Concert Version of “Ragtime”
Concert Version of “Ragtime”
Book by Terrence McNally, lyrics by Lynn Ahrens, music by Stephen Flaherty
Directed by Don Hopkinson, Jr.
August 13, 2011
Wayne Densch Performing Arts Center, Sanford Fla.</strong>
Don Hopkinson possesses some sort of super power: he pulled 87 people together on stage plus countless stage mangers, follow spot operators, lackeys, minions, myrmidons and other hangers on to give us the sprawling “Ragtime”. This Altman-esque story of 1906 America focuses on three groups: a well to do WASP industrialist’s family, at Latvian Jewish immigrant and his daughter, and a black musician and his girl friend. The WASP’s doubt the very existence of blacks and immigrants, the Latvian believe America will make him rich, and Mr. Coalhouse Walker Jr. (Chevalier Lovett) believes that he can find justice in America.
Father (Jason Bailey) runs off to help Admiral Peary discover the North Pole and gets as far as Baffin Bay. Mother (Pricilla Bagley) digs up a buried-alive black child in the garden and befriends its mother (Shonda Thurman) while her older son (Gabriel Quijano) discovers his social conscience and his Younger Brother (Jason Carl Crase) learns to swear. Coalhouse has a run in with the yobo firemen Wilily Conklin (Brendon Rogers) and swears murderous vengeance until JP Morgan (Clay Mozart) and Father convince him to die in the arms of the American legal system instead of in a fire ball that would destroy Morgan’s original Shakespeare folio. There’s more plot, sub plot and counter plot here than anyone should be required to track, but fortunately a narrator (Kent Walker) gives us exposition dumps periodically. The first act runs as long a regular full length play, and by intermission I have no earthly idea who to follow or why. The second act perks up; here we find a sympathetic narrative line in Coalhouse and his abuse at the hands of power. In the first act we hear position statements, in the second we see people make decisions.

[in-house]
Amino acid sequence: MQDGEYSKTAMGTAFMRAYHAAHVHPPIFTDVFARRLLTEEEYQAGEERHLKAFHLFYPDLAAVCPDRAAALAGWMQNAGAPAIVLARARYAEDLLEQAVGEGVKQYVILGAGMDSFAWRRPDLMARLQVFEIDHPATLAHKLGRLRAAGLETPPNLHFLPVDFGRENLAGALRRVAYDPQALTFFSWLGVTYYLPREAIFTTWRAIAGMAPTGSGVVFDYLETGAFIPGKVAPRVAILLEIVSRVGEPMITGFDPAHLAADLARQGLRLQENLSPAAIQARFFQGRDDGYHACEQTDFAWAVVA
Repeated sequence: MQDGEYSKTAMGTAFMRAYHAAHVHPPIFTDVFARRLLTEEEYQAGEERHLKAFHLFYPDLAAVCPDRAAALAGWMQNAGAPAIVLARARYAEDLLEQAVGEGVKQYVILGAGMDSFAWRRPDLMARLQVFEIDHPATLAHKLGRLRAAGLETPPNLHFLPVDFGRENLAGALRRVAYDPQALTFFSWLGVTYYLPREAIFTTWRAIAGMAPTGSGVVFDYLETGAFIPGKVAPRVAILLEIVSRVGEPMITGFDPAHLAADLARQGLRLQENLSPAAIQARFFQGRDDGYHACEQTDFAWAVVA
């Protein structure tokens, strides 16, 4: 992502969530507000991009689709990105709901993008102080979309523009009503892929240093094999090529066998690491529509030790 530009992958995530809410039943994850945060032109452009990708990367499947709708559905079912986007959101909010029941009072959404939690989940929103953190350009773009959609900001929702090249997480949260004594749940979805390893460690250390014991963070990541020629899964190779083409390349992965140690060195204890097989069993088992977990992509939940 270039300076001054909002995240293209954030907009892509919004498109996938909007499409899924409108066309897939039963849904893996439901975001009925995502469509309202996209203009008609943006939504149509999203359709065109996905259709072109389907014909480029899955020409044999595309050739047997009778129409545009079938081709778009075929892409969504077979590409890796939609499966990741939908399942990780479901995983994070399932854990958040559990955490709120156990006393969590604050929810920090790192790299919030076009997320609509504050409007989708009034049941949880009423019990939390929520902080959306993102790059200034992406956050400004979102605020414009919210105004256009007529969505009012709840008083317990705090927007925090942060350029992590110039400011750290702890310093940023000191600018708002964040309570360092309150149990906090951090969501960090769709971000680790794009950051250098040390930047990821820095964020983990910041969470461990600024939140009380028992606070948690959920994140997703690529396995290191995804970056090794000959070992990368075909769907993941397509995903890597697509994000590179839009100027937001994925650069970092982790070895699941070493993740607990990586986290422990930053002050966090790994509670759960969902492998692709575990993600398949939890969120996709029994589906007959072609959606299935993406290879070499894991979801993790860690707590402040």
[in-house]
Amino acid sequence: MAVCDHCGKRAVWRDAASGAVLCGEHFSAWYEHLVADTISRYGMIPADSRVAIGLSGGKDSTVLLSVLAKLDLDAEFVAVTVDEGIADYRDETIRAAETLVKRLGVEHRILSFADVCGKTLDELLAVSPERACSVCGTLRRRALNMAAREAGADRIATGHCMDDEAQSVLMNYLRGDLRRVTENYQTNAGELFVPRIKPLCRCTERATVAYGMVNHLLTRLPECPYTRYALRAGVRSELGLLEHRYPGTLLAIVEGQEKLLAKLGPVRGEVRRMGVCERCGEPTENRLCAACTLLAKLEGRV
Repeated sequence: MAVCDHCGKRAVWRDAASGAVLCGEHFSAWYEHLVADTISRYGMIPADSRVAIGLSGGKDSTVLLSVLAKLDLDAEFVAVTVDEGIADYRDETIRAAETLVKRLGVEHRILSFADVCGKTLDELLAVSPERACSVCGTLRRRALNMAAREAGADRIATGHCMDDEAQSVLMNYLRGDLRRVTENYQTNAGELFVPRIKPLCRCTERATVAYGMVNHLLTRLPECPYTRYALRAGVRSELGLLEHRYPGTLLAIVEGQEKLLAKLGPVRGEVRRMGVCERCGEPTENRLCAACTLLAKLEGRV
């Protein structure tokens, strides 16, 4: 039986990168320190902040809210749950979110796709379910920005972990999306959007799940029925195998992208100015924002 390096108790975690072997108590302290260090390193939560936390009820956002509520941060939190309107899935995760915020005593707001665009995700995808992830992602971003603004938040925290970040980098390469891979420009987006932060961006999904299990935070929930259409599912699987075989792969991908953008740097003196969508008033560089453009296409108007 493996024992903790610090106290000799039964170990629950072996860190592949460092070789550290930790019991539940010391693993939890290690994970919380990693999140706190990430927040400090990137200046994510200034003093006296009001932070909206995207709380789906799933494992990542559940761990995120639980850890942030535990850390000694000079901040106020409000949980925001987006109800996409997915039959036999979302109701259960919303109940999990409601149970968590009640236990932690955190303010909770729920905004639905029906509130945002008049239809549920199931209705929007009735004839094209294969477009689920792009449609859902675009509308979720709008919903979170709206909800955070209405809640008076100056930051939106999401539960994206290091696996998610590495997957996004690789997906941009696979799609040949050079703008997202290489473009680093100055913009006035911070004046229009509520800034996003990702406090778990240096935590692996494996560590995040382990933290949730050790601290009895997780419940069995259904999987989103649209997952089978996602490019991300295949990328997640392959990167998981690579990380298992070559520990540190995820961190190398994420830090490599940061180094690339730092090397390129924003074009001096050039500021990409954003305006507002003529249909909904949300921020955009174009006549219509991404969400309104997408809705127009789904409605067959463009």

While the music is superb and the singing solid, there were microphone and level problems with the spoken audio. I missed any number of lines and a radio station even snuck in once or twice. Even though these technical problems I heard no bad performances, and many stellar ones. I’ll mention Larry Stallings as the crusty Grandfather, Mr. Rogers as the evil Irishman, and Jonathan Rebar as Tatah, the immigrant artist turned film maker blow hard. I don’t have a song list, but Ms Bagley and Mr. Lovett both had some stunning numbers, and Jason Bailey was tonight’s trouper – he never flinches as a wayward elbow clipped the back of his head at curtain call.
I enjoyed this monster project for its music, acting, and over the top mass of talent. All this work should have run more than two shows; it’s a heaping helping of entertainment. But the play itself is in need of editing, and for the first hour the music and rather pompous pronouncements made me feel like I was there for and Evening Of Important Theater. Father ran off to explore, Mother did the moral right / social wrong of being nice to blacks, children overcame their parent’s prejudices, and Coalhouse visualized the Civil Rights movement. It took Mr. Walker’s very specific abuse to engage me, and old saw of “Show, don’t tell” pulled “Ragtime” from a three credit lecture on undergrad American History to a full up standing ovation. Thank you Mr. Coalhouse and thank you Mr. Hopkinson.